Perhaps it’s true that my affinity for a free, sophisticated, minimalist theme and a reason to spend hours perusing possible personalization options are what initially attracted me to WordPress, but its superior SEO capabilities are what keep me coming back. Maybe you’re blogging for the sole purpose of SEO or maybe you’re a hobby blogger who optimizes out of necessity; either way, blogging and SEO are happily married, so all authors should prioritize posting on a platform that’s easy to optimize.
If you’re not taking advantage of these four WordPress SEO customizations, simply stated, you’re doing it wrong.
The WordPress SEO Plugin by Yoast
It doesn’t get any more straightforward than this. The SEO Plugin allows you to choose your focus keyword for the blog post, edit the post’s meta description, create custom descriptions for social media platforms, edit the post’s meta title, and more. It’ll even provide you with suggestions to make the post more SEO-friendly. Get the plugin here.
The Ability to Customize and/or Modify Permalinks
Your permalink – that is, how your blog post’s URL appears in your browser bar – should be as reflective of the content as your title. If you modify your permalink, then instead of your permalink reading “www.webimax.com/blog/2013/10/01/modifying-permalinks,” it’ll simply read “www.webimax.com/blog/modifying-permalinks.” That way, Google only has to do a shallow crawl to see that this page is relevant. All you have to do to modify your permalinks is access your WordPress Dashboard, go to Settings, then go to Permalinks. Choose ‘Custom Structure’ and in the field, simply put /%postname%/.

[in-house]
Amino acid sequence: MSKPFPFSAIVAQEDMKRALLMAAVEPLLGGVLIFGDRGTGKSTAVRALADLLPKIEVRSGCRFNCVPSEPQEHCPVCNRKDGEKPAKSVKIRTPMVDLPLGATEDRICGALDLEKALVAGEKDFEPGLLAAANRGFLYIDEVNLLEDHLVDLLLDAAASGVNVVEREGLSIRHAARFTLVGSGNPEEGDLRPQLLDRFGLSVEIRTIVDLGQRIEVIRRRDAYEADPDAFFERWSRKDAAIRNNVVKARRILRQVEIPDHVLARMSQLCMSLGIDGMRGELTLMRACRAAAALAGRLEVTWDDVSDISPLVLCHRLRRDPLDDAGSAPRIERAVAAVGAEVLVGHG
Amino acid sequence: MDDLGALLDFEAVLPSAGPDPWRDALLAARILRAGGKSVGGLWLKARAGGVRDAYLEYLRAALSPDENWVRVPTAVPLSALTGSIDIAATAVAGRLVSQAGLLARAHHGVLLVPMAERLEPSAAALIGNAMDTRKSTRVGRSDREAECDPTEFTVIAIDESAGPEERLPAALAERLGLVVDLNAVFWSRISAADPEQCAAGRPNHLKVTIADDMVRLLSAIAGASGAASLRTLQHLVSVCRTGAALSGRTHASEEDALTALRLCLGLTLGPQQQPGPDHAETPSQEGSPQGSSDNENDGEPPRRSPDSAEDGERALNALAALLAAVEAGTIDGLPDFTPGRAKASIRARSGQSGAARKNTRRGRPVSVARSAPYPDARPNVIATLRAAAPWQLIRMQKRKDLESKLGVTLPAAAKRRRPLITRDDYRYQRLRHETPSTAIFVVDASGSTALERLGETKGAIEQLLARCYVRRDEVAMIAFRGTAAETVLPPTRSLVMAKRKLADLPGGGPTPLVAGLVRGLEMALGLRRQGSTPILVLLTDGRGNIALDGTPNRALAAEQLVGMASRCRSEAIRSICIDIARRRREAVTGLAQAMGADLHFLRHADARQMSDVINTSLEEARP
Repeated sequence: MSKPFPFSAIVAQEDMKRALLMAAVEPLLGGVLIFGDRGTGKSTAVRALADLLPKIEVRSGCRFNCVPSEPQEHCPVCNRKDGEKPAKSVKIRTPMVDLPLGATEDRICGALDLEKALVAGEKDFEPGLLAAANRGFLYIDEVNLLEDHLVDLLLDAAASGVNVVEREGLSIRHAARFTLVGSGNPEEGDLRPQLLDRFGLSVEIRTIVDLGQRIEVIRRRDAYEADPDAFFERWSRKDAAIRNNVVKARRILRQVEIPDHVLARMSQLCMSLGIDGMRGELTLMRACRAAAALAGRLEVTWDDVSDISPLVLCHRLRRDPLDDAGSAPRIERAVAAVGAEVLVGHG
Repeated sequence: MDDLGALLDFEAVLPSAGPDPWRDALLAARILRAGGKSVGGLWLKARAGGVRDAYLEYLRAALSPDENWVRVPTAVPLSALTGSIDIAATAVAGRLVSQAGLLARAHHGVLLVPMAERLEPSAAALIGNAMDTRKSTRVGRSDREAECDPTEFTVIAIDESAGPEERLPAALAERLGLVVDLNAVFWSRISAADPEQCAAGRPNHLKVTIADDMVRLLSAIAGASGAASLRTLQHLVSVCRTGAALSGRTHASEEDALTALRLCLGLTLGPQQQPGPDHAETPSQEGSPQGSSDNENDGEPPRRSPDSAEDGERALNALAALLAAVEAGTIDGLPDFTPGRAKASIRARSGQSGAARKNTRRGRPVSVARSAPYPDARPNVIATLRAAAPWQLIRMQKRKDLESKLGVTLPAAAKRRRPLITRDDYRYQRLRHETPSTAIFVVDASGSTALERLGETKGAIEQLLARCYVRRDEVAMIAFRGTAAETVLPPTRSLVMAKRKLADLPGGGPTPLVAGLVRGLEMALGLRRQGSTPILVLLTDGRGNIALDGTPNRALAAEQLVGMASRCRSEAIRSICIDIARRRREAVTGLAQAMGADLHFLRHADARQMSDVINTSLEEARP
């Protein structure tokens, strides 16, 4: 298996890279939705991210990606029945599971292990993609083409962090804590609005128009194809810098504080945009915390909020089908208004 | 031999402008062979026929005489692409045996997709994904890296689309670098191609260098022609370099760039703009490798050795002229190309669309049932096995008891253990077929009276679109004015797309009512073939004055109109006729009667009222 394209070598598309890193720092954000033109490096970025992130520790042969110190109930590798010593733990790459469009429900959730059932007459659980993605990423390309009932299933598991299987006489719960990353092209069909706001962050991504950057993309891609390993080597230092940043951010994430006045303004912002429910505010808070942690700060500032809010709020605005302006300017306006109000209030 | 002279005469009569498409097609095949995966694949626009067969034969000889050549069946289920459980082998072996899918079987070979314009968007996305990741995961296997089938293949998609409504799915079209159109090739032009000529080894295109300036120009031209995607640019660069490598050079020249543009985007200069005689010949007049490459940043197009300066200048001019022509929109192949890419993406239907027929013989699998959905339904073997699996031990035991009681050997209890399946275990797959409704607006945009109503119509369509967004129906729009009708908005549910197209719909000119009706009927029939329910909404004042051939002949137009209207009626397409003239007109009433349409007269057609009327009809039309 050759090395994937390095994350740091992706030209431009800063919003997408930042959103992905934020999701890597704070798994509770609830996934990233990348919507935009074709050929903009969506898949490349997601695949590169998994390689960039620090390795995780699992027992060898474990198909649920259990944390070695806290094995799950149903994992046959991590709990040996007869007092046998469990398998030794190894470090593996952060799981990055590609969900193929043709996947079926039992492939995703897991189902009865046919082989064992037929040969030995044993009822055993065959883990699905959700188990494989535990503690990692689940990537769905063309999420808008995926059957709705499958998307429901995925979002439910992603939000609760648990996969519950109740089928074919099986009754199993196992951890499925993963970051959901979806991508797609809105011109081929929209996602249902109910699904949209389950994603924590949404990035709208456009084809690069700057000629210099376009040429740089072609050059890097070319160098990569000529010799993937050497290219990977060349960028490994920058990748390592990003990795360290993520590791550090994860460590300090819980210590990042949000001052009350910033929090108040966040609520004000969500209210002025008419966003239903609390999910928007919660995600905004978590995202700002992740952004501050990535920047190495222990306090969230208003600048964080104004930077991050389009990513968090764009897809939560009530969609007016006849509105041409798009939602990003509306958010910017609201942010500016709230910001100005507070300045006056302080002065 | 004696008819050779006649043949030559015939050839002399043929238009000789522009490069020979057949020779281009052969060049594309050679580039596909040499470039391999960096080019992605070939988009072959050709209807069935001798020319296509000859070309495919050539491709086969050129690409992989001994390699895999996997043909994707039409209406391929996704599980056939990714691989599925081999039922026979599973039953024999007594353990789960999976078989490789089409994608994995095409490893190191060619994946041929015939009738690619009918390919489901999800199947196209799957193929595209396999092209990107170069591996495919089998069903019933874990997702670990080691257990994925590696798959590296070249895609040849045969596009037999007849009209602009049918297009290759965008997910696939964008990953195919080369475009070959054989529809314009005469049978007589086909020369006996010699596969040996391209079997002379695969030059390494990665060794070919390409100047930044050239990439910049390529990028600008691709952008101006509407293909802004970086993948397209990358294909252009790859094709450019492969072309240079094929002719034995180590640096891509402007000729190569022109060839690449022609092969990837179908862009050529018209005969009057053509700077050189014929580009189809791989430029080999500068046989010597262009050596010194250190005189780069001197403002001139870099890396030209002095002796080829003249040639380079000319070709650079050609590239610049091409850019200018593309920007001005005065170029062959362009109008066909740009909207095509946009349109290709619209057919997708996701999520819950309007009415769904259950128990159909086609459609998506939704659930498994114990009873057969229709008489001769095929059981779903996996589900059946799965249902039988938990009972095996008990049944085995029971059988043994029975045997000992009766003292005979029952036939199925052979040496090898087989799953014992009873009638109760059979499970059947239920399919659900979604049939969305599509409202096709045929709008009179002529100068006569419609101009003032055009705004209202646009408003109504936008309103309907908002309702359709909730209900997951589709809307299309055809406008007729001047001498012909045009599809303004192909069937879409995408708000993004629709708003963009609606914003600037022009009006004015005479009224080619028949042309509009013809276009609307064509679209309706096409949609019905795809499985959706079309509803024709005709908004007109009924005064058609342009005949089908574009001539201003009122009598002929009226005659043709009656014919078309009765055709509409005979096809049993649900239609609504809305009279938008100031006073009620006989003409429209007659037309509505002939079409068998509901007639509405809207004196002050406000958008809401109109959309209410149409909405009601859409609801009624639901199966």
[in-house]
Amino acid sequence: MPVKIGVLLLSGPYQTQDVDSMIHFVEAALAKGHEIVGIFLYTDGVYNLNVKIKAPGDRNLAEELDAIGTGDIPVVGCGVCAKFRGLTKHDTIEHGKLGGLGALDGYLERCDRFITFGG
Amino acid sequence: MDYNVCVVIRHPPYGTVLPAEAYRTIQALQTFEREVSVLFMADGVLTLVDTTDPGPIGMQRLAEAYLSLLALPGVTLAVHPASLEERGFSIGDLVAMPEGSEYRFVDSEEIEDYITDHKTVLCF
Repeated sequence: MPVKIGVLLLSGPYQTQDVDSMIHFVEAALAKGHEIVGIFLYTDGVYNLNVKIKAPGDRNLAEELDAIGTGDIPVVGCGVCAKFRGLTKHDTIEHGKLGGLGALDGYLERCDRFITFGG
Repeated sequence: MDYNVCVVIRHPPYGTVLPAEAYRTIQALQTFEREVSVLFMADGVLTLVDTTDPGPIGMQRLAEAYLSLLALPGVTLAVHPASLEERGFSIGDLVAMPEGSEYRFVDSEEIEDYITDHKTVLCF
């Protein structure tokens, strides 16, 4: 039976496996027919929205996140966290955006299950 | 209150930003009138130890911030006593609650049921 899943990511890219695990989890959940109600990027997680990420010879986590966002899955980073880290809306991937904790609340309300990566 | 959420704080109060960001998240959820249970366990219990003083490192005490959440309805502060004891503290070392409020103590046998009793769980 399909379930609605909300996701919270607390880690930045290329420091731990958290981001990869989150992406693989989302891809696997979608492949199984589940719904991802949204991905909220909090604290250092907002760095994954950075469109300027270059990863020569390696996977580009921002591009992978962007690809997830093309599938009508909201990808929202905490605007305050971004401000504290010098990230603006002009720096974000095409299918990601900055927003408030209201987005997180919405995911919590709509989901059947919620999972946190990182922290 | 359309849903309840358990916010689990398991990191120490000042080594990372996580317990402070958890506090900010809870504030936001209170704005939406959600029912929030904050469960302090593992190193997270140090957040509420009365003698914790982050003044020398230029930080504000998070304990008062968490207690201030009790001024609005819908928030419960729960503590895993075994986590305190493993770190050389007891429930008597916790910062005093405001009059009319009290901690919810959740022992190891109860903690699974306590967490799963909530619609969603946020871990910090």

I’m sure I’m not alone in this: I can write a decent blog post on nearly any topic, optimize it, and promote it. What I cannot do on my own, though, is make my blog look pretty. That’s why WordPress themes are the design-inept blogger’s godsend. There are few things more important than a user-friendly, attractive website if you’re trying to attract (and keep) traffic, but accomplishing a clean, easy-to-navigate look is hard when you know virtually nothing about Web development. Premium themes on WordPress are a good investment because they don’t glitch, they appear sophisticated, and they’re almost always pre-optimized by their developers, so your blog has a predisposed fair chance at competitive ranking.
The ‘Related Posts’ Widget
LinkWithin is a widget that shows related stories from your blog’s archive under each post. It’s genius! If someone’s reading a blog post about a recipe you created or a home repair how-to you detailed, chances are, they’re going to be interested in another recipe or another home repair how-to. Show them where to find more! Having them click to another one of your blog posts will keep them browsing your site, helping you to maintain their attention and giving you the opportunity to demonstrate your credibility. It’s basically free interlinking, and it helps your old content to resurface, making your blog posts into gifts that keep on giving.